Aug-25-09  kurtrichards: <kurtrichards: 54. ... g5 Better for the pawn to stay at g6 (white square).>

Should be 64. ...g5

Another K+B+Ps ending where Boris Gelfand won was Kasimdzhanov vs. Gelfand FIDE Jermuk GP 2009

Aug-25-09  Albertan: I have analyzed this game in great detail and posted it on the first page of my blog using the program ChessViewer Deluxe .I hope some of you come by and enjoy playing through the game, and the variations I have provided. Please go to


Aug-25-09  percyblakeney: <Albertan> I tried the line with 64. ... Bh4 but couldn't make it work after 65. Bd2. The black king will have to choose pawn to go for, and white can play g5 while black sooner or later will be forced to sacrifice the bishop for the a-pawn. I think :-)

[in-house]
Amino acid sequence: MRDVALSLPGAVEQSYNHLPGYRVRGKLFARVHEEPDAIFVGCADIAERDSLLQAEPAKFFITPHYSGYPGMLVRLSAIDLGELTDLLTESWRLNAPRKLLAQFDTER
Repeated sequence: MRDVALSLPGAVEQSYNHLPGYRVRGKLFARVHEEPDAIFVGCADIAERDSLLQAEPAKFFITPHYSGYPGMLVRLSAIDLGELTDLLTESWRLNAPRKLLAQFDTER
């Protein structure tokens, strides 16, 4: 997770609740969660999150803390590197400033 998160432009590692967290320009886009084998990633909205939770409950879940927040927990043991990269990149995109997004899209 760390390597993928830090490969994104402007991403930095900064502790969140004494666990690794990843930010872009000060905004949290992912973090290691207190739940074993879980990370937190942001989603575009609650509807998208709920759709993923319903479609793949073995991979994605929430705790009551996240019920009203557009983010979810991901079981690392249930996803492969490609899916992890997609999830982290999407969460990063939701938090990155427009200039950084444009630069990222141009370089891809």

Aug-25-09  Albertan: <percyblakeney: <Albertan> I tried the line with 64. ... Bh4 but couldn't make it work after 65. Bd2. The black king will have to choose pawn to go for, and white can play g5 while black sooner or later will be forced to sacrifice the bishop for the a-pawn. I think :-)>

Hi Percy what about this continuation?

If 64...Bh4 65.Bd2 Bd8 66.Ka4 Ke4 67.Ba5 Bh4 68.Kb5 Kf3 69.a4 Kxg4 70.Kc6 g5 71.Bb4 Kf3 72.a5 g4 73.a6 Bf2 74.Bc5 g3 75.a7 g2 76.Kb5 g1(Q) 77.a8(Q)+ =

Percy I am now a follower of your blog :)

Aug-25-09  percyblakeney: <If 64...Bh4 65.Bd2 Bd8 66.Ka4 Ke4>